The League City Police Department obtained new tasers and received training on them in the hopes that they can be used to help prevent the use of deadly force and protect department staff.

Two-minute impact

From Feb. 6-8, 121 League City police officers received training on the Taser 10 from Axon, which is a technology and weapons company that develops products for military, law enforcement and civilians.

Tim McCurley, the department’s training division lieutenant, said the department’s goal is to de-escalate any scenario where harm may come to a civilian or an officer.

The new Taser 10 will replace the department’s old model, the X26P, which McCurley described as a “one-shot wonder,” as the two-probed taser had significantly less accuracy, he said.
The new Taser 10 replaces the X26P model the League City Police Department was previously issued. (Asia Armour/Community Impact)
Some of the Taser 10’s features include:
  • Audible and visual warning alerts
  • Enhanced data management
  • A maximum range of 45 feet; the X26P could shoot up to 20 feet away
  • 10 individually targeted probes
  • Advancements in accuracy, effectiveness and reliability
McCurley said it was a requirement for all officers below the rank of captain to receive the training, including detention officers who work in the jail system. There are approximately 135 sworn officers staffed, he said.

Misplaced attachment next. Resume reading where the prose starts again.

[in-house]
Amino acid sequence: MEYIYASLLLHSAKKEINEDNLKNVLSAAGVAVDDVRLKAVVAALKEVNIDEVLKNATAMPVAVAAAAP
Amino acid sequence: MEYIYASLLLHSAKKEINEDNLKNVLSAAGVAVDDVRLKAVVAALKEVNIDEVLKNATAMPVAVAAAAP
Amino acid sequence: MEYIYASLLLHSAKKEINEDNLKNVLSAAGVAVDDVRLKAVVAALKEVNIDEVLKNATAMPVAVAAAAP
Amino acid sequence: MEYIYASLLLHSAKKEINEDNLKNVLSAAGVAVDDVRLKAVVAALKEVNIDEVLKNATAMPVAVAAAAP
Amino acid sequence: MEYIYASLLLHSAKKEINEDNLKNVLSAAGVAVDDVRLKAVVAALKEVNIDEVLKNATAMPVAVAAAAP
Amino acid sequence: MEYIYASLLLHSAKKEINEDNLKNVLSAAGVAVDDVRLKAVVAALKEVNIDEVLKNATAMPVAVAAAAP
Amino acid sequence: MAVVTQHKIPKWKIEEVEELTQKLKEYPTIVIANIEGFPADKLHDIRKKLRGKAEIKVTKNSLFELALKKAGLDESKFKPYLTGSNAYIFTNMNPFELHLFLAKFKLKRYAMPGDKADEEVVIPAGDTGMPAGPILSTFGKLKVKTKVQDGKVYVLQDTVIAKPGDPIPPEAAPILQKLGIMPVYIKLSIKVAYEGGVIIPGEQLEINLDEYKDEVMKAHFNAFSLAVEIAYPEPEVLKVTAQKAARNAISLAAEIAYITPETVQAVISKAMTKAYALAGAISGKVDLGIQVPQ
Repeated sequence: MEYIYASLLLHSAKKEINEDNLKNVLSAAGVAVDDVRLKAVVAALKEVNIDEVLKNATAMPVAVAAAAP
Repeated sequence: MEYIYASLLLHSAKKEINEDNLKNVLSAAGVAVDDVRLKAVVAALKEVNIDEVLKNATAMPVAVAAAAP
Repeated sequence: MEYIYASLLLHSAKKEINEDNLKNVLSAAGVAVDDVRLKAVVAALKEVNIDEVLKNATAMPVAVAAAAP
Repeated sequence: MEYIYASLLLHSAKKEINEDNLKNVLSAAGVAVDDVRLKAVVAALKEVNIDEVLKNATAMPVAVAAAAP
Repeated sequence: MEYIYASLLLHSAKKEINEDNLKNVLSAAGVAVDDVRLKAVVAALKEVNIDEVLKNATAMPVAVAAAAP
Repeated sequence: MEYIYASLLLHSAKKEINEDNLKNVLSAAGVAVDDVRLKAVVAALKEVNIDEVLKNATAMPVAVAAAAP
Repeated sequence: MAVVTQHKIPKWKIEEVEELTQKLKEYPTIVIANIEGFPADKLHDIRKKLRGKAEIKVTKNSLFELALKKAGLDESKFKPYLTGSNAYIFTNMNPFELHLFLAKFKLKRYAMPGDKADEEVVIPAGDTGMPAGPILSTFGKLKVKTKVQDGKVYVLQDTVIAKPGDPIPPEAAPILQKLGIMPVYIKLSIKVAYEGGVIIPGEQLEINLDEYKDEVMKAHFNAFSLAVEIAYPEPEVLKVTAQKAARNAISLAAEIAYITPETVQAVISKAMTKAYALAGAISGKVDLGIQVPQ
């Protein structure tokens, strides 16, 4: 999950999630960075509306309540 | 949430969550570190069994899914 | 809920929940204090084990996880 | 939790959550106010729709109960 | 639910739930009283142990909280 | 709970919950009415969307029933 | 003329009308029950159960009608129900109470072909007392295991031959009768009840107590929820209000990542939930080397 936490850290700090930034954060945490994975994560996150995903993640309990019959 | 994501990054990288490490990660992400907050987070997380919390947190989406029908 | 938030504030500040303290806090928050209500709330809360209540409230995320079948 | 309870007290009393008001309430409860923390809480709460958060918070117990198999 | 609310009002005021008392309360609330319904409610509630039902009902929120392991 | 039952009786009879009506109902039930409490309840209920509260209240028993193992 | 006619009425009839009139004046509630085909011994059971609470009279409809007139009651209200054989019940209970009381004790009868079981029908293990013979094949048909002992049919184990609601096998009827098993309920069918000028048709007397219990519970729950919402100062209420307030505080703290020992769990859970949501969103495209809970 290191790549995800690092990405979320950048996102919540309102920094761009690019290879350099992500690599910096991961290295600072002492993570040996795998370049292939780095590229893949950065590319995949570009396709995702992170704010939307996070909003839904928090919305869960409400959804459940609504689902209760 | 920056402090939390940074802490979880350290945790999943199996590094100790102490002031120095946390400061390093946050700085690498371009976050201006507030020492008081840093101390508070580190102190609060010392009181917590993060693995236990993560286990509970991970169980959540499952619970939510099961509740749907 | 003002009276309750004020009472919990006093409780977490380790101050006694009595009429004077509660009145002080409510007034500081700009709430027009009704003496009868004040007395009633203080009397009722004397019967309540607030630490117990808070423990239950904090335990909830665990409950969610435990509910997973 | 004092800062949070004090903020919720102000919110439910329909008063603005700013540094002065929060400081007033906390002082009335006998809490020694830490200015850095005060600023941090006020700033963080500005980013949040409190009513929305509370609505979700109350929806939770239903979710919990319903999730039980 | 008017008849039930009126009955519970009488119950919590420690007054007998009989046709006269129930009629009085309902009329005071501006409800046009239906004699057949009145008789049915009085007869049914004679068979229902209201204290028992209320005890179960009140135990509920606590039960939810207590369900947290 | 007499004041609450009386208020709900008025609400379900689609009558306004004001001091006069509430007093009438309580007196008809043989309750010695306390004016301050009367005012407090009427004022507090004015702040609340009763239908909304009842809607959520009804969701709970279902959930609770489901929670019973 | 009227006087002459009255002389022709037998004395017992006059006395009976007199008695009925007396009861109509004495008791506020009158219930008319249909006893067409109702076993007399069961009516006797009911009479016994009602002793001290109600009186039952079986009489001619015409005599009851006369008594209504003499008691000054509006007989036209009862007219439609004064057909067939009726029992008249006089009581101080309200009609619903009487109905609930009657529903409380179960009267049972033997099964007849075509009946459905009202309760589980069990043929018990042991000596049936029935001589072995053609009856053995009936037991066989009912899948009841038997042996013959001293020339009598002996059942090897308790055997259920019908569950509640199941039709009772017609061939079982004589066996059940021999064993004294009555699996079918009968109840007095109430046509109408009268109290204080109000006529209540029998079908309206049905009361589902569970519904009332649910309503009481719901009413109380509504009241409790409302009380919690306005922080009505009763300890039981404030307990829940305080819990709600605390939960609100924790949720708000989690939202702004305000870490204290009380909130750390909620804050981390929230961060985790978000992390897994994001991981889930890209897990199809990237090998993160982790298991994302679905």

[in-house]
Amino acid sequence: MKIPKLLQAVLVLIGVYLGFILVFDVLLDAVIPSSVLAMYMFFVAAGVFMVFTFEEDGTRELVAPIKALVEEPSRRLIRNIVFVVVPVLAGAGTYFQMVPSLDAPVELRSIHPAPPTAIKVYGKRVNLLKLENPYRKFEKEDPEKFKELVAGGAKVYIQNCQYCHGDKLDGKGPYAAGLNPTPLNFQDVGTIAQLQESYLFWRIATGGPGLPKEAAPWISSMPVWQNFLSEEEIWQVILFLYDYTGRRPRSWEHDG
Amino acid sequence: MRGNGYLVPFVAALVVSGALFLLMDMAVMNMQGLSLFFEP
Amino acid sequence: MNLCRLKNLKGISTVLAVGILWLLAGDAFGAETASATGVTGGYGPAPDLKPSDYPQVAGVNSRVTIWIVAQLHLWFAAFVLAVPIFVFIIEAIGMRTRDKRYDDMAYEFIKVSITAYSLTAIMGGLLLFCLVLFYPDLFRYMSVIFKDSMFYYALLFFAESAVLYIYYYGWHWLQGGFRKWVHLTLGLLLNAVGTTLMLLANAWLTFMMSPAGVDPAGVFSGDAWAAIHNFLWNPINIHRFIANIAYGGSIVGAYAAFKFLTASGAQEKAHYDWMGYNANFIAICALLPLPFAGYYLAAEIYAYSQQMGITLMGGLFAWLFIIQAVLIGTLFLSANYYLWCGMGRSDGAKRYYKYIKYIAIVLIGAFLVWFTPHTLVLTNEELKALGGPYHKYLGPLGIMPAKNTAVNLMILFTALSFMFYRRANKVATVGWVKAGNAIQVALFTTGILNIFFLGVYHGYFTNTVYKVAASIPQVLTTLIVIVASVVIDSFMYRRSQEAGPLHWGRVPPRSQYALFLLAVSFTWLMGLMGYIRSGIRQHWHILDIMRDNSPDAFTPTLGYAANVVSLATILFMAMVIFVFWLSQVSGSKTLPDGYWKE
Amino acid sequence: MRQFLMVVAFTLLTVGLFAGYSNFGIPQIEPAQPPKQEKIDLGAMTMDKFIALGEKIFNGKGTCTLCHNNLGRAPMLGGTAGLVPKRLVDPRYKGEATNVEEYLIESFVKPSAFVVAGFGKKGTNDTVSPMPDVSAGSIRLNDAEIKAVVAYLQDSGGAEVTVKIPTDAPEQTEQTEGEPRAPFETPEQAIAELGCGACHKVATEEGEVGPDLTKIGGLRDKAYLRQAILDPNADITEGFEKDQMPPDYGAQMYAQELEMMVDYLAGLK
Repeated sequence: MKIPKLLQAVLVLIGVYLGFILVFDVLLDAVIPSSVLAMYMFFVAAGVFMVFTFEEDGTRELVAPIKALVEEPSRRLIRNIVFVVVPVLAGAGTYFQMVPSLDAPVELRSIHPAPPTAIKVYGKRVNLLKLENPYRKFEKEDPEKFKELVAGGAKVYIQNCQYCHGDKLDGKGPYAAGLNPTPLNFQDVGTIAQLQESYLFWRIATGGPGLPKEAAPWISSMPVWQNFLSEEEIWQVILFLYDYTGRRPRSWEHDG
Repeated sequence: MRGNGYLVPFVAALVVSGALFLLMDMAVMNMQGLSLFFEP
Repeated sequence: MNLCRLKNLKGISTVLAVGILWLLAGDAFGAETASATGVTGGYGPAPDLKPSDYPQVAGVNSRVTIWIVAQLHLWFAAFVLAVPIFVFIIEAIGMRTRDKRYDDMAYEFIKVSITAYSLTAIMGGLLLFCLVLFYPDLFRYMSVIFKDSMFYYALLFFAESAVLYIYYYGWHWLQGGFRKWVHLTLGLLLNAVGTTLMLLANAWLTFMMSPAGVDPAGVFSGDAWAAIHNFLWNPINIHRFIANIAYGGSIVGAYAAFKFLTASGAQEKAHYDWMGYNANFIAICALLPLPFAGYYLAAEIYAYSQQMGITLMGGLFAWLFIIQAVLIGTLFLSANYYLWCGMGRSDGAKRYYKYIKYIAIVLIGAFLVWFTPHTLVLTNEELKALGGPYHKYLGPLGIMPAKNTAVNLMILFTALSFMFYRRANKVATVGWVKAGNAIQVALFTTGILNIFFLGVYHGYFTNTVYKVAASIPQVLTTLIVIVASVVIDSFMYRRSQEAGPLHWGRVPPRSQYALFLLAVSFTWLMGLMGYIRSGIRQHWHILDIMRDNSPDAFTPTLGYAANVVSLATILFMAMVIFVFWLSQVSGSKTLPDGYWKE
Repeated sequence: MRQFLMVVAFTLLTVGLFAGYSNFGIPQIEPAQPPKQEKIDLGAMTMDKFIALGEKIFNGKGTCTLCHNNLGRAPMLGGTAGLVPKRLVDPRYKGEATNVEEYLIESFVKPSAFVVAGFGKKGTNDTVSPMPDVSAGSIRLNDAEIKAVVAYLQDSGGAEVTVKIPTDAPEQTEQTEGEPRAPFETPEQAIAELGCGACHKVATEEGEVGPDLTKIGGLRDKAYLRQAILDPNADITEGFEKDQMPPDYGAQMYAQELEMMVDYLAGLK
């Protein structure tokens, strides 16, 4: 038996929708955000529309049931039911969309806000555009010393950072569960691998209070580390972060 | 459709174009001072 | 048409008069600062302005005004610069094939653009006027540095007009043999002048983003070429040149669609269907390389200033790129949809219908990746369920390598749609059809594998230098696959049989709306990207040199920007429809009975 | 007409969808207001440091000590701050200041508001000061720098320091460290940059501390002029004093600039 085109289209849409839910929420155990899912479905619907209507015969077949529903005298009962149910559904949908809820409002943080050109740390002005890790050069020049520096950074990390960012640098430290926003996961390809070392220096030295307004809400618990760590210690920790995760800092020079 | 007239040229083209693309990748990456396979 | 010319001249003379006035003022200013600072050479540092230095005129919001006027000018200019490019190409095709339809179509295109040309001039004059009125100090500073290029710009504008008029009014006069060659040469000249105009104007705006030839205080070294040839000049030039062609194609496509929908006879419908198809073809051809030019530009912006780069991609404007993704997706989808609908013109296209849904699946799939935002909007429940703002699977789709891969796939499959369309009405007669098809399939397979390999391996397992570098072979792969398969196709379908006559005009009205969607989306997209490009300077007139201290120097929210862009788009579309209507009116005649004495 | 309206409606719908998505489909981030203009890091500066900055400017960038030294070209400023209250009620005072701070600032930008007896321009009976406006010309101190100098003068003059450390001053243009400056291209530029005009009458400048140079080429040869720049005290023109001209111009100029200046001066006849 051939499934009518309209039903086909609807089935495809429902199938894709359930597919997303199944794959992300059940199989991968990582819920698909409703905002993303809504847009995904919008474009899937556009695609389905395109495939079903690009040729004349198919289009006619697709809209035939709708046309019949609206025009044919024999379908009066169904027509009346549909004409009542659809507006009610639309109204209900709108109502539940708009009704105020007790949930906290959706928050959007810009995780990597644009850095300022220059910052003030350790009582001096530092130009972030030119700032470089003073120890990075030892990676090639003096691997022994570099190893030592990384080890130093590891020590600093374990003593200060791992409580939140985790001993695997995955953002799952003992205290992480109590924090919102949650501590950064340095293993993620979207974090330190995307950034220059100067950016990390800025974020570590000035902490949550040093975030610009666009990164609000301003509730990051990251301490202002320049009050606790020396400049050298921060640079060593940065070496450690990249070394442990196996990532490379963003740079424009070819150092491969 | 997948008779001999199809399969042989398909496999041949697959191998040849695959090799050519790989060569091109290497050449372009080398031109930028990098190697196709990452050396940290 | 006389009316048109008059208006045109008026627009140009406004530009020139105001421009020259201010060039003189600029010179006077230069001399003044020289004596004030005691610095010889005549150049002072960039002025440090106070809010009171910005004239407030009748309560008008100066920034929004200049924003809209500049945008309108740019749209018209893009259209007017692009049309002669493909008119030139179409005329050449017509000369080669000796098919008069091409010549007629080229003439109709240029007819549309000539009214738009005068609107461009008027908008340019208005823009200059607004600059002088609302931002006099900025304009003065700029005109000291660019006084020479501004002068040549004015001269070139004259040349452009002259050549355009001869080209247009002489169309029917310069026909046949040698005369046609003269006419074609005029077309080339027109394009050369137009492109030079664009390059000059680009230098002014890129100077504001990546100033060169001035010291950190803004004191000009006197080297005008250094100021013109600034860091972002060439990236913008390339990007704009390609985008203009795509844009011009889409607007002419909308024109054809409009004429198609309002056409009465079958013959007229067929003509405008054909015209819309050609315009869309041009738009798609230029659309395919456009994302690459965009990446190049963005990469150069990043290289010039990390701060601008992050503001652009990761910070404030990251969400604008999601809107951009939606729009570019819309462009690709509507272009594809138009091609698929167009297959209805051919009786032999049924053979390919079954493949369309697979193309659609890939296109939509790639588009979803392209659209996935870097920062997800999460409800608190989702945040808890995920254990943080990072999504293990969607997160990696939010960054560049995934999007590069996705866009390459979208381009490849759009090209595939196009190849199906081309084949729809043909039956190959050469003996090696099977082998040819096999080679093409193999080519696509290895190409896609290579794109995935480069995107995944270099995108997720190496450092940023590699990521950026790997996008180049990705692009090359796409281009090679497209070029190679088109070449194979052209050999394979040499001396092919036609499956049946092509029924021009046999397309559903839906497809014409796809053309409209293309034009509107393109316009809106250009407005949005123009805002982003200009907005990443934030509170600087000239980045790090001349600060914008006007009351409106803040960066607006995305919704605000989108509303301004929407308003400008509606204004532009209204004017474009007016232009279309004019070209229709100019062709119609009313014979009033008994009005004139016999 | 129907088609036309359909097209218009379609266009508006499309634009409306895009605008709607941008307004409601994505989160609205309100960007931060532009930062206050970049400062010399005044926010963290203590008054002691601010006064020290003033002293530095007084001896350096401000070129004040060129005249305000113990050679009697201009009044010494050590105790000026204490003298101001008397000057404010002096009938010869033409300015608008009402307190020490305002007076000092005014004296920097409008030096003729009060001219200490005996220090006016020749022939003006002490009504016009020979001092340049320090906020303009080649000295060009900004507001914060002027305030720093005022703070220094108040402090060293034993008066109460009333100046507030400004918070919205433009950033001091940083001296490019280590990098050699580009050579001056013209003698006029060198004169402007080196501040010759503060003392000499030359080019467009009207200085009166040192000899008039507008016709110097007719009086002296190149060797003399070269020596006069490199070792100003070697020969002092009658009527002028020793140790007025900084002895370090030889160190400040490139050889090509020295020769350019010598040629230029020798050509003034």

What else?

In 2022, Axon launched its “moonshot” goal to cut gun-related deaths between police and the public in half by 2033.

The company publishes a public safety gun fatality database in collaboration with the Institute for Intergovernmental Research, an independent, nonprofit research firm to this end.
These tasers are meant to be de-escalation tools in high-stress situations, and limit harm to civilians and officers. (Asia Armour/Community Impact)
Quote of note

Though the upgraded equipment is still not 100% accurate, it does give League City PD more options than they had before, McCurley said.

“The goal of having an intermediate weapon is actually to save [the suspect’s] life and the officer's life,” McCurley said. “It prevents the officer from having to use deadly force.”